drug wars

special reports
interview: edward heath


photo of edward heath

Heath was DEA's agent in charge in Mexico for over ten years. His primary target was Felix Gallardo--a Mexican drug trafficker known as Numero Uno. Heath also was involved in coordinating the Mexico-United States relationship on drug issues. This is the edited transcript of an interview conducted in 2000.
A United States ambassador recently said that Mexico is the "world headquarters for the drug trade." Do you agree?

No. I think you would still have to look at Colombia. I don't think you can look at Mexico as the center. Colombia, because of its unique combination between the guerrilla movements and the growers and the clandestine laboratories obviously has to be number one around the world. They're the ones that produce the cocaine that goes through Mexico. They're also supplying markets in Europe and other places. So I wouldn't say Mexico is the center. It just happens to be in the way.

Is it true that Mexico's narcotics trade has origins in the United States?

There was, in fact, a lot of marijuana and opium grown in the United States. And when, it was declared illegal by the Congress under the Harrison Narcotic Act of 1914, a lot of these people moved down to Mexico. And remember, the first users--or abusers--of opium--were the Orientals, the Chinese, who were living in the United States. And a lot of them went into Mexico, and started using opium. It was not something that was really being abused by the upper-echelon people. So consequently, the drug abuse was something that was in the ghettos--the poor people--and nobody really particularly gave that much care to it.

But for the most part, the United States was unconcerned about Mexico's drug involvement until the 1960s. What happened then?

Remember that the French Connection was broken in the late 1960s. And almost overnight, the Mexican brown heroin controlled the market in the United States. By 1970, ninety percent of the heroin used in the United States was Mexican brown heroin. Something had to be done. There was an alarm. The law enforcement community around the United States recognized this. And, in fact, through the local governments, federal agencies and all that, the cry of "We have to do something," was very evident.

So eventually Richard Kleindienst, a deputy attorney general under Richard Nixon, meets with Mexican officials to discuss the problem.

He had an agenda of 16 points that the Mexicans could cooperate with the United States' agencies to try to suppress the traffic of primarily Mexican brown heroin. We met at the foreign relations secretary's building. And we all discussed a better way to cooperate, exchange information, what the Mexicans were going to do, what we were going to do. We decide that we would meet again in six months and we would review what we had done in the past six months--almost like a report card.

What happened?

The meeting took place again six months later in Mexico City in the latter part of July. And we found out that the Mexicans had basically done nothing. They were gracious hosts, but nothing had been done. On the US side, Mr. Kleindienst very briefly gave an account of what the United States had done. And when there was no response--any kind of response--from the Mexican side except listening to our accounts, the meeting was closed.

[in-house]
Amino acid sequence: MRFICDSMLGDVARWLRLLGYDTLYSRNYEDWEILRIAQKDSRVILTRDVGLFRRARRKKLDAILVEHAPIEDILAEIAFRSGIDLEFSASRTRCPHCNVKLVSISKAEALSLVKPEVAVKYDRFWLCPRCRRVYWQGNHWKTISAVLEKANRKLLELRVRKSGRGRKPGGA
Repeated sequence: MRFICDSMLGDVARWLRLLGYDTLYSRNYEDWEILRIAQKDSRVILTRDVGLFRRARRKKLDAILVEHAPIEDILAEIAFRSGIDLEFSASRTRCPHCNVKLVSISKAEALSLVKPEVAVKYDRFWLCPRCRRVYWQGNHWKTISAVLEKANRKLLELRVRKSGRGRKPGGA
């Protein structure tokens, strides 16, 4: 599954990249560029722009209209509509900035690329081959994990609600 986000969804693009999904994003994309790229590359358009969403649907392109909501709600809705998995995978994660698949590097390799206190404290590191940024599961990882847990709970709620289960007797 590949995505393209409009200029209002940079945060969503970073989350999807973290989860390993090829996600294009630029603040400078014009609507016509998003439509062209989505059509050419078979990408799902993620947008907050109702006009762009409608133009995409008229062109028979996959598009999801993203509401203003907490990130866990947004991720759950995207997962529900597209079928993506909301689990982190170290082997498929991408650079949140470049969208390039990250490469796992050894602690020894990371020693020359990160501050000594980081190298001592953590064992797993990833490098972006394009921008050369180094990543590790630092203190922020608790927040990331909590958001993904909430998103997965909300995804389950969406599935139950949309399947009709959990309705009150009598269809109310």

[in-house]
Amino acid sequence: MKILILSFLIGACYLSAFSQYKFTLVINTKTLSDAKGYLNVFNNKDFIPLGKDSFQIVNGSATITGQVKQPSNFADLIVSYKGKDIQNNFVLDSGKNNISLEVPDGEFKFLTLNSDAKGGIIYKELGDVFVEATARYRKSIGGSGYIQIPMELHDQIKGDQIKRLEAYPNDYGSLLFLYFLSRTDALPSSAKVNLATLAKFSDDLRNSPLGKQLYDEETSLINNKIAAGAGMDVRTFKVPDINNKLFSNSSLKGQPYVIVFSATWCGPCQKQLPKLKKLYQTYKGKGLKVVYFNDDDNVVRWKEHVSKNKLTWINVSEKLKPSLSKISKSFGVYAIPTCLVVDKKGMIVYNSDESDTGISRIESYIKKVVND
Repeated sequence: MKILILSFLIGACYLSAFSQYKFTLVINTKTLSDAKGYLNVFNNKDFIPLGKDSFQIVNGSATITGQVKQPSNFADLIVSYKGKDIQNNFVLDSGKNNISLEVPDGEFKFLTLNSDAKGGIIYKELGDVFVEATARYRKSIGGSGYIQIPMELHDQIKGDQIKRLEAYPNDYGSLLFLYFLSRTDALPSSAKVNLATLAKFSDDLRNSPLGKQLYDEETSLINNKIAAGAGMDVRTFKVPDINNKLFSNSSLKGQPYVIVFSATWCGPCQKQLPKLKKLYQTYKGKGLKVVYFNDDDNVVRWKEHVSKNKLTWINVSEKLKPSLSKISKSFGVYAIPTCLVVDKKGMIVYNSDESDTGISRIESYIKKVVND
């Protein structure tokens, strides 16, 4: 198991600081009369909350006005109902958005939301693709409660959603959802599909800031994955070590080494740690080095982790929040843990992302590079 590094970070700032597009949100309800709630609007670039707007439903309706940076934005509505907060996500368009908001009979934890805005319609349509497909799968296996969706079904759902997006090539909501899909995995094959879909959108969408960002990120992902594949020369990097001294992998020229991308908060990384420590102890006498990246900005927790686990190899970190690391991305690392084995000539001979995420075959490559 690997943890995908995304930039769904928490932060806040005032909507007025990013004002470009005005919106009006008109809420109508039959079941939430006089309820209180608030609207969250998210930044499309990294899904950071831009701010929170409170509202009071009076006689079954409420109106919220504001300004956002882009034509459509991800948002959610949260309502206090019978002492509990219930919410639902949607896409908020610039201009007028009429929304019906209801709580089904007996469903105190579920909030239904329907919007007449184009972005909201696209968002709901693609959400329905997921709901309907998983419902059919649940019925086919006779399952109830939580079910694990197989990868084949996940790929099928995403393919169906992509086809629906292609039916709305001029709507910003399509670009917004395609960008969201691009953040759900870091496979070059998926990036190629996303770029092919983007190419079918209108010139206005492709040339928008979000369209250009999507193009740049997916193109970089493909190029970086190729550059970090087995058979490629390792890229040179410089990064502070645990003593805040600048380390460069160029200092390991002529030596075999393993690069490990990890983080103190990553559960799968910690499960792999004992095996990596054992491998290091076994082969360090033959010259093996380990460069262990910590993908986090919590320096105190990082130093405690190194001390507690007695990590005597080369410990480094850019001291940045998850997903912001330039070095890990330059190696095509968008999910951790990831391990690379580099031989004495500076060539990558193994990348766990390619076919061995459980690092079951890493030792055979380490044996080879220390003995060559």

Was Kleindienst angry?

Yes. There was no reason to discuss any further. And the result of that was Operation Intercept.

What was Operation Intercept?

The narcotic traffickers  nobody was really stopping them.  They were driving around the city with guns.  Some of our informants had been killed. Later on, the US delegation got together, and we discussed what had happened. Mr. Kleindienst was very disappointed. He felt that the attorney general's office or the foreign relations office was not sincere, and declared that they were going to initiate an operation. I had no idea what operation he was referring to. But it was Operation Intercept. Operation Intercept was not closing the US border, as most people think. But it was searching every car that was going to cross the border. And so, consequently you had a tremendous outcry on both sides of the border--the US merchants, as well as, of course, the Mexicans, protesting the treatment of trying to cross the border within a short period of time and having to find out that you have to wait hours and hours. The object was that there was a lot of Mexican brown heroin in the streets in the United States. Something had to be done. And we were expecting that the Mexicans would do something when asked. We were asking a favor: "Cooperate with us." And when that cooperation was not forthcoming, then drastic action was taken.

What was the reaction? Did they do anything?

Well, of course, the Mexican officials were hurt, insulted, if you can interpret that. Immediately there was some action taken through the embassy to start a dialogue of cooperation.

Conversely, you had a quite different experience in Panama and Manuel Noriega.

In my early weeks in Panama assigned as head of the office, I did meet with Noriega on several occasions. And he said, "Well, what is the problem? Or where is the problem? Can you identify it here in Panama?" And I did. . . . I looked through the files and there were several people that I considered to be involved in narcotic traffic. Not very high-level people, but people that were more of irritant in the area. I gave the list to him, and he took it. And he said, "We'll look into it."

What happened?

Well, about three weeks later he called me and he said that the problem is over, that they had reacted. They had found the people, and he said that we "didn't have any problem anymore in Panama." I asked him, "Well, what did you do? Are they in jail?" He said, "No. we got them in a helicopter and took them out to the cannery, on one of the islands that are close to Panama City, which is infested with sharks, and we threw them in. And that took care of the problem."